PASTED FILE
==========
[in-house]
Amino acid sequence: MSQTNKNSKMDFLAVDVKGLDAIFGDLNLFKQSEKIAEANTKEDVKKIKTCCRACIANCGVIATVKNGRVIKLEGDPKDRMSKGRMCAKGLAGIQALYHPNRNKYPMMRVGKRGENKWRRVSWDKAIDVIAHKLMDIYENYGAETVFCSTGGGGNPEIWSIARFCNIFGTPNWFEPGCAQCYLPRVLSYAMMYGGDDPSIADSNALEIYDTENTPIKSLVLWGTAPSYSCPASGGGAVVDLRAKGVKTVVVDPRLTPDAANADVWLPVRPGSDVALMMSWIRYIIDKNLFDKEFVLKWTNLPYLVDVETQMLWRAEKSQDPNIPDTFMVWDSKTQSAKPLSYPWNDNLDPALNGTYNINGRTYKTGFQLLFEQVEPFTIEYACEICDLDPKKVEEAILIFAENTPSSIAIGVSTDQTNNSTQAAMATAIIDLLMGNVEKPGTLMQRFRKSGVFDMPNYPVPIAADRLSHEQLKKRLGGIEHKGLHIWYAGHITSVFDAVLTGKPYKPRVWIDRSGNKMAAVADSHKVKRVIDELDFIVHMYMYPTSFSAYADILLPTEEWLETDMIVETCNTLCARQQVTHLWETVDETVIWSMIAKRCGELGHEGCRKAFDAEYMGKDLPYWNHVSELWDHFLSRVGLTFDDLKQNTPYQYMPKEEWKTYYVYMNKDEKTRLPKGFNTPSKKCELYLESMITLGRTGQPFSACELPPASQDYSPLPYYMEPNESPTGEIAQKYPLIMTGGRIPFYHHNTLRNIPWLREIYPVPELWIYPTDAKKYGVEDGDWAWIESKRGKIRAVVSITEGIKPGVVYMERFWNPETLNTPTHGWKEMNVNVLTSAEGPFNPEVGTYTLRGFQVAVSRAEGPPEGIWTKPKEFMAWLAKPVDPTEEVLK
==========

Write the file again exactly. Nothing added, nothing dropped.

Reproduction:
[in-house]
Amino acid sequence: MSQTNKNSKMDFLAVDVKGLDAIFGDLNLFKQSEKIAEANTKEDVKKIKTCCRACIANCGVIATVKNGRVIKLEGDPKDRMSKGRMCAKGLAGIQALYHPNRNKYPMMRVGKRGENKWRRVSWDKAIDVIAHKLMDIYENYGAETVFCSTGGGGNPEIWSIARFCNIFGTPNWFEPGCAQCYLPRVLSYAMMYGGDDPSIADSNALEIYDTENTPIKSLVLWGTAPSYSCPASGGGAVVDLRAKGVKTVVVDPRLTPDAANADVWLPVRPGSDVALMMSWIRYIIDKNLFDKEFVLKWTNLPYLVDVETQMLWRAEKSQDPNIPDTFMVWDSKTQSAKPLSYPWNDNLDPALNGTYNINGRTYKTGFQLLFEQVEPFTIEYACEICDLDPKKVEEAILIFAENTPSSIAIGVSTDQTNNSTQAAMATAIIDLLMGNVEKPGTLMQRFRKSGVFDMPNYPVPIAADRLSHEQLKKRLGGIEHKGLHIWYAGHITSVFDAVLTGKPYKPRVWIDRSGNKMAAVADSHKVKRVIDELDFIVHMYMYPTSFSAYADILLPTEEWLETDMIVETCNTLCARQQVTHLWETVDETVIWSMIAKRCGELGHEGCRKAFDAEYMGKDLPYWNHVSELWDHFLSRVGLTFDDLKQNTPYQYMPKEEWKTYYVYMNKDEKTRLPKGFNTPSKKCELYLESMITLGRTGQPFSACELPPASQDYSPLPYYMEPNESPTGEIAQKYPLIMTGGRIPFYHHNTLRNIPWLREIYPVPELWIYPTDAKKYGVEDGDWAWIESKRGKIRAVVSITEGIKPGVVYMERFWNPETLNTPTHGWKEMNVNVLTSAEGPFNPEVGTYTLRGFQVAVSRAEGPPEGIWTKPKEFMAWLAKPVDPTEEVLK